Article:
picture shows a white bowl containing a salad of lentils, millet, green leaves, and pomegranate seeds
Foodie Posts, Living, Physical health

Lifestyle Changes

Very well, I will marry you if you promise not to make me eat eggplant.

Gabriel Garcia Marquez

Like, I guess, pretty much everybody I’ve gained a bit of weight during lockdown. Between joining in with the quarantine baking craze and working on the desserts/baked goods section of my cookbook – without being able to parm the resulting food stuffs off on friends – I ate quite a bit more and moved around quite a bit less. I also went into the first lockdown having just restarted on Mirtazapine – and, for me at least, that’s always resulted in weight gain.

Which, especially during a pandemic, wouldn’t concern me too much – except that gaining weight around my waist and hips exacerbated the chronic pain I experience as a result of degeneration in the discs of my lower back.

So I needed to do something. And I didn’t want that something to be a diet. Because diets are miserable. And they don’t work. But mostly because they’re miserable. And the time of coronavirus is already miserable enough.

So instead I opted for what I’m choosing to call lifestyle changes.

Which has mostly consisted a lot of being more mindful of what I eat, and when, and why – but has also included incorporating a new skin care routine that’s suitable for the hormonal changes I’m noticing now my Mirena is coming to the end of its life, and entering my late 30s. Simple cleansing wipes and Rimmel Lasting Radiance just don’t cut it like they did in my 20s anymore. And drinking much more water to make sure I’m not dehydrated.

(And as a side note – I know the diminished power of beauty magazines is seen as a widely positive development – but it did mean that I was initially at a loss for where to go for information as to how to build a skin care regimen for my slightly older skin. In the past I’d have just gone to the supermarket and picked up a copy of Glamour and seen what their beauty editors would recommend.

Ditto for clothes. I don’t necessarily want to wear all the same things as I did 10 years ago. So I want different clothes – presumably from a different retailer – but when I first realised this I was initially stumped as to what my options were in that respect. Maybe it’s more obvious to people who still watch regular TV with adverts – but if it’s not on Netflix or Amazon I definitely haven’t seen it so 🤷🏻‍♀️. Anyway… )

Since I now have a family history of bowel cancer I decided the Bowel Cancer UK website was as good a place as any to start looking for advice on what I shouldn’t be eating.

There I discovered the heartening information that about half of bowel cancers could be avoided through dietary changes. And that I – and indeed most of the people in the world – needed to start eating A LOT more fibre, and especially in the form of more whole grains. More good news – as these were exactly the foods I’d been stocking up on in case the government didn’t manage to get it’s act together over Brexit. All I needed to do was actually start cooking them.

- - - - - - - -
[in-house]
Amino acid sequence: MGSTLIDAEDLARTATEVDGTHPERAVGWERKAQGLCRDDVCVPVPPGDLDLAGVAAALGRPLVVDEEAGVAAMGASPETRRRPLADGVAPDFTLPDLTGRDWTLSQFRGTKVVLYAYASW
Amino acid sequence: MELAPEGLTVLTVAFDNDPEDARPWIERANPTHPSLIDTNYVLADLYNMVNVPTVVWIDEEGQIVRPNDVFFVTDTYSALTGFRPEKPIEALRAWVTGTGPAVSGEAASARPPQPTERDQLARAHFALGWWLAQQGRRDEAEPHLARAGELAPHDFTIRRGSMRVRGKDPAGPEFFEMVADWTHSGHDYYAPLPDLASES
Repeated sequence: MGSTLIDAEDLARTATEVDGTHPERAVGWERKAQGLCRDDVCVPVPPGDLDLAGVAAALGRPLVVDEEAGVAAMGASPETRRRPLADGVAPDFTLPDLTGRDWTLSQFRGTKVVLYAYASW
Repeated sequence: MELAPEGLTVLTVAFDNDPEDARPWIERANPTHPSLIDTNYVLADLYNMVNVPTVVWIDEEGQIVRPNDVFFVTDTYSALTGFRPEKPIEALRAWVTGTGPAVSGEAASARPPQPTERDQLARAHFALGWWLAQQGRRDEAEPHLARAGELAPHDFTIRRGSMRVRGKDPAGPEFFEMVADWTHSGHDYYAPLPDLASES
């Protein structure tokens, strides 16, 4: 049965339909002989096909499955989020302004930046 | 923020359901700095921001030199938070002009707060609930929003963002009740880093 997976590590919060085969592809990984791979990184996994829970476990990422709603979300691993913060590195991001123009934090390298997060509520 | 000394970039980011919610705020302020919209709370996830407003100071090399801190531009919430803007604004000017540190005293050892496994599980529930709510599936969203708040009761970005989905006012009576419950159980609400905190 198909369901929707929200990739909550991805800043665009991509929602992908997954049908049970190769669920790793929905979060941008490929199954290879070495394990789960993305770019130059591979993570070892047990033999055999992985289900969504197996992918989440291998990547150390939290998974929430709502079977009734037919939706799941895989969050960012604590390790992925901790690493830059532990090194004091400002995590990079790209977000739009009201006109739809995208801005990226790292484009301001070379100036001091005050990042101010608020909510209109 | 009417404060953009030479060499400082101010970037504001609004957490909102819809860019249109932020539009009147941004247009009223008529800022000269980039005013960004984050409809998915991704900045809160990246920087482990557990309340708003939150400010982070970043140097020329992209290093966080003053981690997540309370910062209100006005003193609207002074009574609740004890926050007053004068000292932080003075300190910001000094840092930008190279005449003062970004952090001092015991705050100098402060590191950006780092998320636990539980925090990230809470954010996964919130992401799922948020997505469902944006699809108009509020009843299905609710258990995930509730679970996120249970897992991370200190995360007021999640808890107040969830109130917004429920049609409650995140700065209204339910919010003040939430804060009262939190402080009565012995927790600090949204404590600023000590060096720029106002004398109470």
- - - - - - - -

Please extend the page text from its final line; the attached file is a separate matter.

It spurred me to finally open the 2kg bag of buckwheat kasha that I bought long enough ago that I don’t want to think about it – but then was too intimidated by to decide what to do with. And so it languished… er, …in a glass jar on the counter beside where I keep my kettle…

Turns out it’s pretty tasty.

I started eating yoghurt – with cultures – because the evidence seems to suggest that eating the cultures at least is good for you.

I devised a banana muffin recipe with buckwheat and spelt flour so that I’d have something a bit more substantial than my usual toast or cereal to have for breakfast or lunches. As I’d identified that my tendency not to eat much during the day often led to a late afternoon blood sugar slump that left me feeling shaky and then prompted me to eat plenty of whatever in order to make it stop.

I started making lots and lots of salad. I love salad – at least since Samin Nosrat’s Salt, Fat, Acid, Heat taught me how to make them properly – but they’re a lot more effort to put together than, well, so many, many other things. But now, in quarantine, the action of lockdown salad making took over from whatever the psychological function was of lockdown baking. And I have all the time in the world for it.

And I stopped baking yo-yo biscuits. Which with their recipe calling for an entire block of butter and double the weight of icing sugar could easily have been the start and end of my problem in themselves.

We’ve also cut our takeaways down to the once a month that I grew up with rather than the at least twice weekly occurrence they’d become. I feel slightly bad about that because we’re no longer supporting local businesses as much – but some places are now offering vouchers that you can redeem when they’re allowed to open again. Which I think is another good option that allows you to help out without having to eat a lot of food that is cooked for taste with no thought to your longevity in mind.

Starting to think about the quality of the calories I’m consuming rather than their number has resulted in my actually eating a lot more food, and more frequently.

And I’m actually enjoying food again – rather than thinking it as a series of tasks towards the project of my cookbook.

And it seems to be having the health effects that I wanted it to. I’m losing weight in the areas that I wanted to lose it. I have more energy, more consistently. And my mental health is always better when I’m cooking regularly.

The next step to add in to these lifestyle changes is a more regular form of movement. I told myself that I’d work on that once the snow cleared, as I’m too immobile to deal with ice. And today it has. I’ll let you know how I got on with that one when I’ve figured what it’s going to involve.

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